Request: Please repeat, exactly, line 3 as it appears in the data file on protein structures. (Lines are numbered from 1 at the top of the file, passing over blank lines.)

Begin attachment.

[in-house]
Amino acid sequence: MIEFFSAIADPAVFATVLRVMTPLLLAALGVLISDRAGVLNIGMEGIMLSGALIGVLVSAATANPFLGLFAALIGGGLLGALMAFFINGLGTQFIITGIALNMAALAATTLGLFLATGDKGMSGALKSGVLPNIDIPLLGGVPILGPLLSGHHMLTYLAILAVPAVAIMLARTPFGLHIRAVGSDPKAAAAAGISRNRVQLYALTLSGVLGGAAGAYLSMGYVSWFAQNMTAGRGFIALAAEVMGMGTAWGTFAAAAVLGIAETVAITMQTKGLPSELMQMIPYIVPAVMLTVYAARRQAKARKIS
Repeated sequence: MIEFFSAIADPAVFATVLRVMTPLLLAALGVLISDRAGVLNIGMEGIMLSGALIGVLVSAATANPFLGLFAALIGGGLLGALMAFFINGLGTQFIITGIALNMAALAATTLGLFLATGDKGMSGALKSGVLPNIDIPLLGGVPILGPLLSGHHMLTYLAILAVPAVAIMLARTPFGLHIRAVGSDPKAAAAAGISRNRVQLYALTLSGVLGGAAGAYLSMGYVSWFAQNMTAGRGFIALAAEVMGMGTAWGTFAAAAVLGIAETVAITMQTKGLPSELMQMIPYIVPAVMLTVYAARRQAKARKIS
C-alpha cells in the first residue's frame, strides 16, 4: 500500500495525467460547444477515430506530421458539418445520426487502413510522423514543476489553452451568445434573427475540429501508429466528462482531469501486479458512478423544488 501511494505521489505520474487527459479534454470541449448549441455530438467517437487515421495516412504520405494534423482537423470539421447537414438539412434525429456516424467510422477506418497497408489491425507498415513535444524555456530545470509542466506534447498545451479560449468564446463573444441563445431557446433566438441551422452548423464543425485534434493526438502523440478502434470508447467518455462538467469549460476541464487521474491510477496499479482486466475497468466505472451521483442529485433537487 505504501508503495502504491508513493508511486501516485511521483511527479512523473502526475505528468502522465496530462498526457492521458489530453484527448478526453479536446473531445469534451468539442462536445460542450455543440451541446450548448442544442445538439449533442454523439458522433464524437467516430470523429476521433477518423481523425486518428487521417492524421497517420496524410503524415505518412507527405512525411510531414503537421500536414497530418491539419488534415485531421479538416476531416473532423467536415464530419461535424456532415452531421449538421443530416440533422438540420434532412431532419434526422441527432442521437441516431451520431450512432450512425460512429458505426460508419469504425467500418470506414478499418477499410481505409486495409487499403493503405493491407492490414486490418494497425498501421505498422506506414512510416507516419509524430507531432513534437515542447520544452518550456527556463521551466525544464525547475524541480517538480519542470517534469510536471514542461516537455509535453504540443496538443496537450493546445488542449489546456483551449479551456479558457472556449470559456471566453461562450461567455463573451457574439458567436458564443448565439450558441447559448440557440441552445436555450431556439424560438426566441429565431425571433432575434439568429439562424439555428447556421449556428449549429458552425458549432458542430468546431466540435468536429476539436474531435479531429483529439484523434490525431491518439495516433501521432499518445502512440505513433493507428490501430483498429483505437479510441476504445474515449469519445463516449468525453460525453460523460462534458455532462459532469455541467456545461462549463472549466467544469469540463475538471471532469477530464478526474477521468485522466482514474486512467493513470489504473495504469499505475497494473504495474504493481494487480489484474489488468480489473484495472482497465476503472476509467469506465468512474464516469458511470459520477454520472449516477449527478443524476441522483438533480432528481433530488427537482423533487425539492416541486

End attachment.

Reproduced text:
Repeated sequence: MIEFFSAIADPAVFATVLRVMTPLLLAALGVLISDRAGVLNIGMEGIMLSGALIGVLVSAATANPFLGLFAALIGGGLLGALMAFFINGLGTQFIITGIALNMAALAATTLGLFLATGDKGMSGALKSGVLPNIDIPLLGGVPILGPLLSGHHMLTYLAILAVPAVAIMLARTPFGLHIRAVGSDPKAAAAAGISRNRVQLYALTLSGVLGGAAGAYLSMGYVSWFAQNMTAGRGFIALAAEVMGMGTAWGTFAAAAVLGIAETVAITMQTKGLPSELMQMIPYIVPAVMLTVYAARRQAKARKIS